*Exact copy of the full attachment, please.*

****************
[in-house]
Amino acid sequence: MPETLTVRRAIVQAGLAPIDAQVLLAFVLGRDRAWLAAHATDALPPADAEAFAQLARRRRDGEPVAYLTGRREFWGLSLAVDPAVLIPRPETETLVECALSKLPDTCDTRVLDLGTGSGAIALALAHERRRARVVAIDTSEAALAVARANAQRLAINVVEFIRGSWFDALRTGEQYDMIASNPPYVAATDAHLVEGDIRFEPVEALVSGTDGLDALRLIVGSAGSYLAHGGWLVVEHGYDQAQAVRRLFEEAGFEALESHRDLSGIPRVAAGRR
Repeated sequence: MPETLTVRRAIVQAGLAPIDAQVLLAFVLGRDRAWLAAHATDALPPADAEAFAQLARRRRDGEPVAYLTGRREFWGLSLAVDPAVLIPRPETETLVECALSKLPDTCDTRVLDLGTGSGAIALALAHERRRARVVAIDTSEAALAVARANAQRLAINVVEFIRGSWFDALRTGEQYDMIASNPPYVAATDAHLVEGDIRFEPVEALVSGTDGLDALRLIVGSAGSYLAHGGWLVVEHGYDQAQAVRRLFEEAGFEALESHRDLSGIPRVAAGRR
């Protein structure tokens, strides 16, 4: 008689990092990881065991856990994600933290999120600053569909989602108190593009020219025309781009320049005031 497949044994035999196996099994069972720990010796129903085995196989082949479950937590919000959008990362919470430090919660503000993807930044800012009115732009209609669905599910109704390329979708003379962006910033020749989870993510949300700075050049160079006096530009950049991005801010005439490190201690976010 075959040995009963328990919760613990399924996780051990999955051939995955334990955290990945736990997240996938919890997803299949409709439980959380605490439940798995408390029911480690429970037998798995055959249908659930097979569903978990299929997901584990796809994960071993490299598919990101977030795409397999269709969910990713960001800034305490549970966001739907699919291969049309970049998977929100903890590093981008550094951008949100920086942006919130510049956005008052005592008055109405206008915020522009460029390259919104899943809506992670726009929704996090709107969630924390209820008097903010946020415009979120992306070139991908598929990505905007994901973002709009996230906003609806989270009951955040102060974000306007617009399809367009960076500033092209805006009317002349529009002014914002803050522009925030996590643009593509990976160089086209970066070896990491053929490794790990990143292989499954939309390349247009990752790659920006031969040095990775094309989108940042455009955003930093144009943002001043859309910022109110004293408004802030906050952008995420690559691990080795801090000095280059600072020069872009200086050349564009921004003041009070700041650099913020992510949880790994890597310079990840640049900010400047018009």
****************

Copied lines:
[in-house]
Amino acid sequence: MPETLTVRRAIVQAGLAPIDAQVLLAFVLGRDRAWLAAHATDALPPADAEAFAQLARRRRDGEPVAYLTGRREFWGLSLAVDPAVLIPRPETETLVECALSKLPDTCDTRVLDLGTGSGAIALALAHERRRARVVAIDTSEAALAVARANAQRLAINVVEFIRGSWFDALRTGEQYDMIASNPPYVAATDAHLVEGDIRFEPVEALVSGTDGLDALRLIVGSAGSYLAHGGWLVVEHGYDQAQAVRRLFEEAGFEALESHRDLSGIPRVAAGRR
Repeated sequence: MPETLTVRRAIVQAGLAPIDAQVLLAFVLGRDRAWLAAHATDALPPADAEAFAQLARRRRDGEPVAYLTGRREFWGLSLAVDPAVLIPRPETETLVECALSKLPDTCDTRVLDLGTGSGAIALALAHERRRARVVAIDTSEAALAVARANAQRLAINVVEFIRGSWFDALRTGEQYDMIASNPPYVAATDAHLVEGDIRFEPVEALVSGTDGLDALRLIVGSAGSYLAHGGWLVVEHGYDQAQAVRRLFEEAGFEALESHRDLSGIPRVAAGRR
């Protein structure tokens, strides 16, 4: 008689990092990881065991856990994600933290999120600053569909989602108190593009020219025309781009320049005031 497949044994035999196996099994069972720990010796129903085995196989082949479950937590919000959008990362919470430090919660503000993807930044800012009115732009209609669905599910109704390329979708003379962006910033020749989870993510949300700075050049160079006096530009950049991005801010005439490190201690976010 075959040995009963328990919760613990399924996780051990999955051939995955334990955290990945736990997240996938919890997803299949409709439980959380605490439940798995408390029911480690429970037998798995055959249908659930097979569903978990299929997901584990796809994960071993490299598919990101977030795409397999269709969910990713960001800034305490549970966001739907699919291969049309970049998977929100903890590093981008550094951008949100920086942006919130510049956005008052005592008055109405206008915020522009460029390259919104899943809506992670726009929704996090709107969630924390209820008097903010946020415009979120992306070139991908598929990505905007994901973002709009996230906003609806989270009951955040102060974000306007617009399809367009960076500033092209805006009317002349529009002014914002803050522009925030996590643009593509990976160089086209970066070896990491053929490794790990990143292989499954939309390349247009990752790659920006031969040095990775094309989108940042455009955003930093144009943002001043859309910022109110004293408004802030906050952008995420690559691990080795801090000095280059600072020069872009200086050349564009921004003041009070700041650099913020992510949880790994890597310079990840640049900010400047018009």